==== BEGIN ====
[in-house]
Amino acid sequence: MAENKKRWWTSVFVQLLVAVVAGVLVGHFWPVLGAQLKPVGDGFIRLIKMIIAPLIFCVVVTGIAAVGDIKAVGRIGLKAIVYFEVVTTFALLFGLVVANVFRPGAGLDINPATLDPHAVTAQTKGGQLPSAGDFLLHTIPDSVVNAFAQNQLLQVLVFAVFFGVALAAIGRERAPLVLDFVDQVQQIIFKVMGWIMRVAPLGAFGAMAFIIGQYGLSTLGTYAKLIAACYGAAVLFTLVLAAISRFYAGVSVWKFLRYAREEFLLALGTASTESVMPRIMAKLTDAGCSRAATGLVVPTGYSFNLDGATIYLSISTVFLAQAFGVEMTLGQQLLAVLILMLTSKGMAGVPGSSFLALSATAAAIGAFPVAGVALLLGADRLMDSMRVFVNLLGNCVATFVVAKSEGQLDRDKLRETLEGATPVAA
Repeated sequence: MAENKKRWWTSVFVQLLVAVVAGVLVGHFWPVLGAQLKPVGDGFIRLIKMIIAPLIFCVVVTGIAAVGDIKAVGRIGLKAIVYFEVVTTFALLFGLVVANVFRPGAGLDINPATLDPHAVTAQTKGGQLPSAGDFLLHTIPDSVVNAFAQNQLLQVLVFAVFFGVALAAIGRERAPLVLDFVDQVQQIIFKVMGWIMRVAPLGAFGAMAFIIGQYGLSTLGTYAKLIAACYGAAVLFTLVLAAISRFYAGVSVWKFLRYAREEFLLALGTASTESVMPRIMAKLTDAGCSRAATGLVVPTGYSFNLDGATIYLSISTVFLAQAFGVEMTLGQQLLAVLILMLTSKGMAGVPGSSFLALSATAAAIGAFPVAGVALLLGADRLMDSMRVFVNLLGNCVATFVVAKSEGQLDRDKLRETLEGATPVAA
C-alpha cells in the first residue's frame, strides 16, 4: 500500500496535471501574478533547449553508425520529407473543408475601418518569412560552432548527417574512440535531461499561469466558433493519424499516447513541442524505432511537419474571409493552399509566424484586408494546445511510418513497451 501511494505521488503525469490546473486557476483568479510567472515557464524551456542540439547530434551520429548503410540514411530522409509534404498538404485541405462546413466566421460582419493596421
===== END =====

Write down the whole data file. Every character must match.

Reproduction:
[in-house]
Amino acid sequence: MAENKKRWWTSVFVQLLVAVVAGVLVGHFWPVLGAQLKPVGDGFIRLIKMIIAPLIFCVVVTGIAAVGDIKAVGRIGLKAIVYFEVVTTFALLFGLVVANVFRPGAGLDINPATLDPHAVTAQTKGGQLPSAGDFLLHTIPDSVVNAFAQNQLLQVLVFAVFFGVALAAIGRERAPLVLDFVDQVQQIIFKVMGWIMRVAPLGAFGAMAFIIGQYGLSTLGTYAKLIAACYGAAVLFTLVLAAISRFYAGVSVWKFLRYAREEFLLALGTASTESVMPRIMAKLTDAGCSRAATGLVVPTGYSFNLDGATIYLSISTVFLAQAFGVEMTLGQQLLAVLILMLTSKGMAGVPGSSFLALSATAAAIGAFPVAGVALLLGADRLMDSMRVFVNLLGNCVATFVVAKSEGQLDRDKLRETLEGATPVAA
Repeated sequence: MAENKKRWWTSVFVQLLVAVVAGVLVGHFWPVLGAQLKPVGDGFIRLIKMIIAPLIFCVVVTGIAAVGDIKAVGRIGLKAIVYFEVVTTFALLFGLVVANVFRPGAGLDINPATLDPHAVTAQTKGGQLPSAGDFLLHTIPDSVVNAFAQNQLLQVLVFAVFFGVALAAIGRERAPLVLDFVDQVQQIIFKVMGWIMRVAPLGAFGAMAFIIGQYGLSTLGTYAKLIAACYGAAVLFTLVLAAISRFYAGVSVWKFLRYAREEFLLALGTASTESVMPRIMAKLTDAGCSRAATGLVVPTGYSFNLDGATIYLSISTVFLAQAFGVEMTLGQQLLAVLILMLTSKGMAGVPGSSFLALSATAAAIGAFPVAGVALLLGADRLMDSMRVFVNLLGNCVATFVVAKSEGQLDRDKLRETLEGATPVAA
C-alpha cells in the first residue's frame, strides 16, 4: 500500500496535471501574478533547449553508425520529407473543408475601418518569412560552432548527417574512440535531461499561469466558433493519424499516447513541442524505432511537419474571409493552399509566424484586408494546445511510418513497451 501511494505521488503525469490546473486557476483568479510567472515557464524551456542540439547530434551520429548503410540514411530522409509534404498538404485541405462546413466566421460582419493596421